FIG. 2 is a schematic flat view, on an enlargedscale, of triaxial fabric with uniform mesh openings;
FIG. 3 is a similar view of another pattern of triaxial fabric, useful according to this invention;
FIG. 4 is an exploded edge elevation of such fabric and other components of an abrasive blade of this invention preparatory to formation by molding or pressmg;
FIG. 5 is a fragmentary transverse section through an externally reinforced abrasive wheel so formed; and
FIG. 6 is a similar section through an internally reinforced wheel so formed.
In general, the objects of the present invention are accomplished in an abrasive wheel characterized by component reinforcing material comprising at least one layer of open-mesh woven triaxial fabric havingv a plurality of sets of diverse mesh openings. By diverse. is
meant that, while the openings within each set are substantially alike, the openings of the respective sets are unlike in size or shape (or both).
FIG. 1 shows abrasive wheel 10 faced with triaxial fabric 11, and having a central opening to receive a saw spindle (not shown) for supporting and rotating the wheel. I
FIG. 2 shows fabric 11 on a much larger scale than in the preceding view. Respective component yarns 13a, 13b, and 13c are variously shown, in accordance with whichever of the three axes they parallel: 13a, unshaded; 13b, shaded; and-13c, stippled. For clarity the yarns themselves are somewhat exaggerated in lateral dimension, giving mesh openings 12 a hexagonal, rather than triangular, appearance. In actuality either appearance may prevail, depending upon the relative lateral spacing and diameter of the yarns in the fabric.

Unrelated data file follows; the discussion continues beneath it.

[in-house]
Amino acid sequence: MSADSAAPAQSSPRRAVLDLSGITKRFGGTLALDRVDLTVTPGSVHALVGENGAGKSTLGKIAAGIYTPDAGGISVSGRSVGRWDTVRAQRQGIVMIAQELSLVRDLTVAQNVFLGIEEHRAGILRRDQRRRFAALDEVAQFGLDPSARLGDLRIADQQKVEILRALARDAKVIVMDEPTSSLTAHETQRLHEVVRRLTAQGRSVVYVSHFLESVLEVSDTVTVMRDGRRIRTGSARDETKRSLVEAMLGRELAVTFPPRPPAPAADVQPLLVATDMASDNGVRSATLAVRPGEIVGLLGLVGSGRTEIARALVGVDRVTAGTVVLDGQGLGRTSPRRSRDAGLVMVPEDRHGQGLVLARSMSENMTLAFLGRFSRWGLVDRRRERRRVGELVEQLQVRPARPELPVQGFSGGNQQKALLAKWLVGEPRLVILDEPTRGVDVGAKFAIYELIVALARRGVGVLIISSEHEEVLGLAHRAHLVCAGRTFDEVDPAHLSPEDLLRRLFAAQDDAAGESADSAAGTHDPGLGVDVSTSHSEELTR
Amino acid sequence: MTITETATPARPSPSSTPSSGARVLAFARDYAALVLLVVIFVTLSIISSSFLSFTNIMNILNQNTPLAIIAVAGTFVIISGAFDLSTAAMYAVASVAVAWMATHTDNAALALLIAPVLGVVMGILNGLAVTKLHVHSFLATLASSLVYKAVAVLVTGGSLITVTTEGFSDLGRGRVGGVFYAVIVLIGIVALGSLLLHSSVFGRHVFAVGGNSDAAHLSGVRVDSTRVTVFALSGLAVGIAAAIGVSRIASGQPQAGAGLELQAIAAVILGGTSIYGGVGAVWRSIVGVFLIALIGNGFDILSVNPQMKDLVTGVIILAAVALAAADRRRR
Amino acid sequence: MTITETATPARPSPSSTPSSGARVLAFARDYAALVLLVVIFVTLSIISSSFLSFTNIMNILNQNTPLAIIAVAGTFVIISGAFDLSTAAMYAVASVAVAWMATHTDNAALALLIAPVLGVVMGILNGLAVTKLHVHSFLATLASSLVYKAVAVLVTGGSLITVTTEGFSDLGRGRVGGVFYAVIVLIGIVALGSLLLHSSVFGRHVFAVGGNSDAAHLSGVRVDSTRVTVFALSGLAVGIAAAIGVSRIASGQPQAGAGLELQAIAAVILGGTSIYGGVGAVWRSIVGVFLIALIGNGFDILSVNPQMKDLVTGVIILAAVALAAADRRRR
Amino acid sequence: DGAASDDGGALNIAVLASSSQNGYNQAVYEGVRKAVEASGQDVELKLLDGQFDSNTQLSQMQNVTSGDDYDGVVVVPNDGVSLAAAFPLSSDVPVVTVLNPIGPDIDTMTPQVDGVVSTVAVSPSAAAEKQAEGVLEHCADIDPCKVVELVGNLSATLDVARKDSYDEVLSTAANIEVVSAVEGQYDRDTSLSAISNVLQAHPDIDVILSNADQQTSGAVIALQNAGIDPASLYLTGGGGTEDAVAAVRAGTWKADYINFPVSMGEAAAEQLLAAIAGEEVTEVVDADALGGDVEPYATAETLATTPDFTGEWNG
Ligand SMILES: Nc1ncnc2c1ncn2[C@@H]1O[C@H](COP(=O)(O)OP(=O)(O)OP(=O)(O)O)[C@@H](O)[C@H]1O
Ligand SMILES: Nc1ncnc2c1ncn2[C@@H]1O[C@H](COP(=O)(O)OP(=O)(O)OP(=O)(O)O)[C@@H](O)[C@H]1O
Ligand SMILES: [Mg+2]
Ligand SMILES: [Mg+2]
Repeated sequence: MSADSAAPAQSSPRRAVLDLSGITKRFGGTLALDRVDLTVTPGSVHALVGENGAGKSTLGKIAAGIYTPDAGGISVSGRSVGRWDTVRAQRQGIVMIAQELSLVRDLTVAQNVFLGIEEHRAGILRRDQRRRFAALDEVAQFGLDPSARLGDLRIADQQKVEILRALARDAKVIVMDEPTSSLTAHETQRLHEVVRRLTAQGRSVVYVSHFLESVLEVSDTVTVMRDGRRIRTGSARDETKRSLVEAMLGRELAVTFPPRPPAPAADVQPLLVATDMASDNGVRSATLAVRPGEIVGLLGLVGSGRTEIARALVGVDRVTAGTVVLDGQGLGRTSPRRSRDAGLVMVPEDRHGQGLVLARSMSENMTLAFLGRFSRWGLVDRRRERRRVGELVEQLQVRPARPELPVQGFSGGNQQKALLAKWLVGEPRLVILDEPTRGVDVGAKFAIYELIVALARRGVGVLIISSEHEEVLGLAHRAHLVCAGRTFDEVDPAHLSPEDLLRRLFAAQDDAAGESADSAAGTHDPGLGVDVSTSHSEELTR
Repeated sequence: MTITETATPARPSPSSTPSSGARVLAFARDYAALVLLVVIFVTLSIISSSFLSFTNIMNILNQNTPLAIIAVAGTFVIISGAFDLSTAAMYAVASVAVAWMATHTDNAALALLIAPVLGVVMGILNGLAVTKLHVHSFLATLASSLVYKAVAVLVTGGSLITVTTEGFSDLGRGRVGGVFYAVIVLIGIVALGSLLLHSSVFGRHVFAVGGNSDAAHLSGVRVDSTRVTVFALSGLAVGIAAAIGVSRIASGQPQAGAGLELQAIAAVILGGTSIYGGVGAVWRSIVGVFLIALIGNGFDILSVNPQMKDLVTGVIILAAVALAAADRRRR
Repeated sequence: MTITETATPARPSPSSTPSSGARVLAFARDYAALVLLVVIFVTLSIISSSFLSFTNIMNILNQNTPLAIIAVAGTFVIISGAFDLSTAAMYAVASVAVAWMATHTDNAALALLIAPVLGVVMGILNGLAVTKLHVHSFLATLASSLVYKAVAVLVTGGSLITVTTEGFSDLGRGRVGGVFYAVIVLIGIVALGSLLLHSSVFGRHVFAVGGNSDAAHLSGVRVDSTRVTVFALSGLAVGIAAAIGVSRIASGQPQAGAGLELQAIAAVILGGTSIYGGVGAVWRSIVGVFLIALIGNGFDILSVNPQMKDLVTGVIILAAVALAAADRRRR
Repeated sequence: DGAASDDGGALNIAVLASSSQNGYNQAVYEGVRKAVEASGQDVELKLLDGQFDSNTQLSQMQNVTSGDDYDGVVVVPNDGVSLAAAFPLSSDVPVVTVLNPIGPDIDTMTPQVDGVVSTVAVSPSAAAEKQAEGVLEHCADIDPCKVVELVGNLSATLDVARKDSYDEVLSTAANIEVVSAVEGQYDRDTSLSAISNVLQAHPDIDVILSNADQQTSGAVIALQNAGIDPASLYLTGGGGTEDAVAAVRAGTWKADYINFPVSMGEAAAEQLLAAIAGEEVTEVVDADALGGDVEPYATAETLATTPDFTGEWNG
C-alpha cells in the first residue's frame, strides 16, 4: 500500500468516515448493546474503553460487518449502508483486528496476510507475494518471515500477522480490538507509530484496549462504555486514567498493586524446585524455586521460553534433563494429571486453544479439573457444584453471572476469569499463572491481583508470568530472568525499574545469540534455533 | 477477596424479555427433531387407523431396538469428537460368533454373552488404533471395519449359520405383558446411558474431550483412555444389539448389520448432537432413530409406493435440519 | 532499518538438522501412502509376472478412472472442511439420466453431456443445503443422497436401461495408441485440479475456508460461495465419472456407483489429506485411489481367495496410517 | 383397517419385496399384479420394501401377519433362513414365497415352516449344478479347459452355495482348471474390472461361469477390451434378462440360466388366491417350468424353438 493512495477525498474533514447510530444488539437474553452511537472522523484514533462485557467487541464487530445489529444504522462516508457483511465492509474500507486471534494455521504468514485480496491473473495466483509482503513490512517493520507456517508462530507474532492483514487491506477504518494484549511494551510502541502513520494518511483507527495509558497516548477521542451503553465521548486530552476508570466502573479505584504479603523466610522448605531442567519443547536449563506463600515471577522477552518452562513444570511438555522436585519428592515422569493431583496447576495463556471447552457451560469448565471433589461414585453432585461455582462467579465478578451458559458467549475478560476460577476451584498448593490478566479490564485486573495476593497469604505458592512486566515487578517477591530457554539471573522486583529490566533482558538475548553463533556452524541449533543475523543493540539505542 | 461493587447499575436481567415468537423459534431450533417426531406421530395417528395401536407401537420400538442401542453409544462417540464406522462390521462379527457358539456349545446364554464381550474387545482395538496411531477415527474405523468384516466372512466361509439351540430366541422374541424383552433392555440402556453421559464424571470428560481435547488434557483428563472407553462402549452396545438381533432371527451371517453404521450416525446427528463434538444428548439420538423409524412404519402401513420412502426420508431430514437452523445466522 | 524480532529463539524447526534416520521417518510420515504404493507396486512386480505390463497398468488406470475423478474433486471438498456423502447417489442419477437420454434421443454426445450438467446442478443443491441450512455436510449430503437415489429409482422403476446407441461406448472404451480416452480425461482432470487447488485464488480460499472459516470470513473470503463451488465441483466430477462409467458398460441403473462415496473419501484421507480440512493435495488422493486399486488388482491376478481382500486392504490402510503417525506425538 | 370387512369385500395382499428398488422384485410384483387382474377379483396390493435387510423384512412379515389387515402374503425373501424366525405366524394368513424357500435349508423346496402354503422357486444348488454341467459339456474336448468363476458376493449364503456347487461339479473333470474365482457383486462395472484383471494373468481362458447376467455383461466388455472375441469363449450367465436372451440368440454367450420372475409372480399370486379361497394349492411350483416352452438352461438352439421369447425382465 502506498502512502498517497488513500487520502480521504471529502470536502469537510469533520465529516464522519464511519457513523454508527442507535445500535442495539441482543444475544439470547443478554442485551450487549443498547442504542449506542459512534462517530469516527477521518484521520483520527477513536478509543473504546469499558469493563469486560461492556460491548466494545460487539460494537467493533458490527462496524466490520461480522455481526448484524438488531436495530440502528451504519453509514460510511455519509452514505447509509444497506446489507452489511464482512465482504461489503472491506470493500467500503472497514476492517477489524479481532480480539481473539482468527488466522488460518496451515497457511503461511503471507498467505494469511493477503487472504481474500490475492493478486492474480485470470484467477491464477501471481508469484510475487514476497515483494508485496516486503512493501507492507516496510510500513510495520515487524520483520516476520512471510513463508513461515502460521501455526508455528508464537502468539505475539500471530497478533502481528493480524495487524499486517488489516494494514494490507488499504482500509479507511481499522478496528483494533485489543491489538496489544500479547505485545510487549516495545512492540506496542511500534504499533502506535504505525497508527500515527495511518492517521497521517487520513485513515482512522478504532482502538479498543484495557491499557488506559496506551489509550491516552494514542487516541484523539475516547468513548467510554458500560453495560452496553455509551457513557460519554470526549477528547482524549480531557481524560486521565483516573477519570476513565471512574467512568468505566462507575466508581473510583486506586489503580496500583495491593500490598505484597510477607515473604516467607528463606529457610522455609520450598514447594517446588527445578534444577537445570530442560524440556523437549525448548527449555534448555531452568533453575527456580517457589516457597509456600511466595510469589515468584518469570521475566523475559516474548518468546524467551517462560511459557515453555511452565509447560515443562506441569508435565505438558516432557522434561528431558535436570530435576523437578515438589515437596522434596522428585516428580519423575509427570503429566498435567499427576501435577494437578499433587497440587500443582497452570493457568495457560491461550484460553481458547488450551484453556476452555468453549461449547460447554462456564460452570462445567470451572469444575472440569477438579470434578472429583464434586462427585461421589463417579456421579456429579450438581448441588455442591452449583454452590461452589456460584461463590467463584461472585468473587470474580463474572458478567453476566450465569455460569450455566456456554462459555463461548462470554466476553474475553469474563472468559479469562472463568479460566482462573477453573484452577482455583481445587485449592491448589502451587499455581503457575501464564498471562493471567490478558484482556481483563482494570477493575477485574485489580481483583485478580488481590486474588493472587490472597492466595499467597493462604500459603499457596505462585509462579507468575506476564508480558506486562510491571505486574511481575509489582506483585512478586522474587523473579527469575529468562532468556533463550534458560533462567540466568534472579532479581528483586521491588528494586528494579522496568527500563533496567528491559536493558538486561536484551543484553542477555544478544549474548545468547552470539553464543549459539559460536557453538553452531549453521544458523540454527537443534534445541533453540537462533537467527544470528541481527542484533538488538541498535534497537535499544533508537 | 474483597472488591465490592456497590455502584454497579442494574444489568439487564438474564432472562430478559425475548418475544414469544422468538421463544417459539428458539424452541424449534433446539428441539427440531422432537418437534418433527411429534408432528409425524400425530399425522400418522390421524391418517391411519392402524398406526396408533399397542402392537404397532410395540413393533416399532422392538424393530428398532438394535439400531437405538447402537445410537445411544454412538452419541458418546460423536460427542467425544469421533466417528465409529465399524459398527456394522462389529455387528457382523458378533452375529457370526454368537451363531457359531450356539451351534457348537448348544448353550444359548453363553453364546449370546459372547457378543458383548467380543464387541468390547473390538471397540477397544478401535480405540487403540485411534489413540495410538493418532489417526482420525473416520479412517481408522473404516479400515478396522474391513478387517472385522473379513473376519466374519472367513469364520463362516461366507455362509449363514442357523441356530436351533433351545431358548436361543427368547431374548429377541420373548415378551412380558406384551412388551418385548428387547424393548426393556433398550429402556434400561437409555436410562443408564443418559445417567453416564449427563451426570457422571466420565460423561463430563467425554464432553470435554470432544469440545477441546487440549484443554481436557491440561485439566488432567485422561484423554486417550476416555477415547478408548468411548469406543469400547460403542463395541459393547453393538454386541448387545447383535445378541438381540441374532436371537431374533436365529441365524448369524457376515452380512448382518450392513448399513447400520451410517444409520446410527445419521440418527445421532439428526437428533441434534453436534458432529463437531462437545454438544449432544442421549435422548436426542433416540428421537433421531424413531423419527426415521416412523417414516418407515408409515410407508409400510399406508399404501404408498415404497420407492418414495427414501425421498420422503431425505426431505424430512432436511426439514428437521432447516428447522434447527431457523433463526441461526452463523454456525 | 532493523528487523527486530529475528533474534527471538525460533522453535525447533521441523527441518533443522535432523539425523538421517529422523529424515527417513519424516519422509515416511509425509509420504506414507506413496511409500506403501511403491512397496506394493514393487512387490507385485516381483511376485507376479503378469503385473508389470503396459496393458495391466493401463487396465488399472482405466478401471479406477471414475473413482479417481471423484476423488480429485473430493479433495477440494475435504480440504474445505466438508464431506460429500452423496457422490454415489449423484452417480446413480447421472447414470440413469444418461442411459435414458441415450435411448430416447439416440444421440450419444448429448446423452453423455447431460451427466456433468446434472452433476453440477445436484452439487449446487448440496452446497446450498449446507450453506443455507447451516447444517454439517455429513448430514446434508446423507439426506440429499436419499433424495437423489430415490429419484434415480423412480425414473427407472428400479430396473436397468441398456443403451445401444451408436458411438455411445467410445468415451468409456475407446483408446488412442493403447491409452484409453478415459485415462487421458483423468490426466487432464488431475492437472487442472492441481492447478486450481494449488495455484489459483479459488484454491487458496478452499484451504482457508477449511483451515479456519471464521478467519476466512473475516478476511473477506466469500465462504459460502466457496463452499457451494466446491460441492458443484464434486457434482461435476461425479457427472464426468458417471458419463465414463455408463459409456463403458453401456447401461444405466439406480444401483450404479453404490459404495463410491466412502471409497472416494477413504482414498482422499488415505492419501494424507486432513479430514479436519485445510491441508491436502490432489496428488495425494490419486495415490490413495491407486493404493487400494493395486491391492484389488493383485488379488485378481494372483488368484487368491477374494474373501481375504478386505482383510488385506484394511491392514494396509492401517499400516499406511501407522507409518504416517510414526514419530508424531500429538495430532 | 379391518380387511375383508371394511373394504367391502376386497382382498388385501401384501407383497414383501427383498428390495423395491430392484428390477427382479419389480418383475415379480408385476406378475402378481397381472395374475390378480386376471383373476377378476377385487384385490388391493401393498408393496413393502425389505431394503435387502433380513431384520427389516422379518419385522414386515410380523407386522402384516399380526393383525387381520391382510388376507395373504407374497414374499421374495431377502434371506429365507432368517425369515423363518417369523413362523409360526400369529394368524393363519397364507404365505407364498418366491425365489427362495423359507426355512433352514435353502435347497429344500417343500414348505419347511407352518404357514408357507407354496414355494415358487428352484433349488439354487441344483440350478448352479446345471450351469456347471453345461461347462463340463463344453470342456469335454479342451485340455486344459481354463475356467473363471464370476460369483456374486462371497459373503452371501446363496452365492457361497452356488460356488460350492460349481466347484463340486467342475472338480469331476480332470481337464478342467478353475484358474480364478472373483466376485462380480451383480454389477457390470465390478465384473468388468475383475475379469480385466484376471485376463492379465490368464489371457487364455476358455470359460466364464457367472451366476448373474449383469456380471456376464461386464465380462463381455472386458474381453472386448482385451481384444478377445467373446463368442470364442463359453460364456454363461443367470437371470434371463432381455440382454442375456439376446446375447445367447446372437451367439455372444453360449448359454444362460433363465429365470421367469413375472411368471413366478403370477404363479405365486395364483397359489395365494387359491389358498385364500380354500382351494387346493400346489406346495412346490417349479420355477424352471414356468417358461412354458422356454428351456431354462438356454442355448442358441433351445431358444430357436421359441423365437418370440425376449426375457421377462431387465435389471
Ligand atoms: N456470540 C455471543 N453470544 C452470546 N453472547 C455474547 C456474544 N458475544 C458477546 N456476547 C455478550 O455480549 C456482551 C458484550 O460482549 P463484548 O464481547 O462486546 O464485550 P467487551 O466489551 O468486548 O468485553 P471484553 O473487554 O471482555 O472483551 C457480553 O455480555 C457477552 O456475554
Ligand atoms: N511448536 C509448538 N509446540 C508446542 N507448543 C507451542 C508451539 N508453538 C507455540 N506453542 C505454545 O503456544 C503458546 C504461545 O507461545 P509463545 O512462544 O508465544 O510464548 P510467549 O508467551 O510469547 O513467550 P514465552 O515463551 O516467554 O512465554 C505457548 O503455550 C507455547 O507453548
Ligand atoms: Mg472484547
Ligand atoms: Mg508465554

FIG. 3 shows, on a like scale, triaxial fabric 21 according to this invention, having several different sets of mesh openings, as follows: triangular openings 24 of intermediate size, smaller hexagonal openings 22 (which may be triangular instead), and larger lozengeshaped openings 26. Central opening 25, formed by stamping out a disc of the fabric, subsequently accommodates the spindle of a saw mechanism in which a blade reinforced with such fabric is useful. It will be apparent that the fabric of FIG. 3 corresponds in weave to that of FIG. 2 less every third yarn course along each of the three axes. The respectively directed yarns in FIG. 3 are designated as 23a, 23b, and 230.
Such triaxial fabrics (as well as others) are disclosed in Dow U.S. Pat. No. 3,446,251. Machinery for weaving triaxial fabrics is disclosed by Skelton in Textile Research Journal, 41:637, August 1971.
FIG. 4 shows schematically, exploded in elevation, upper and lower plates 31 and 39 sandwiching the component materials of such an abrasive wheel, including upper and lower layers 33 and 37 of triaxial fabric, themselves sandwiching thicker layer of abrasive material 35; g
It will be understood that the items shown in FIG. 4 are compressed vertically (and usually heated sufficiently) to bond' the abrasive granules of the middle layer to one another and to the facing layers in a suitable mold. The abrasive and bonding components are similarly conventional, comprising an abrasive, which may be alumina, silicon carbide, boron nitride, or other suitably abrasive material, and a bonding component, such as phenol-formaldehyde or other thermosetting resin or a cold-curing resin or a suitably hardenable rubber, for example.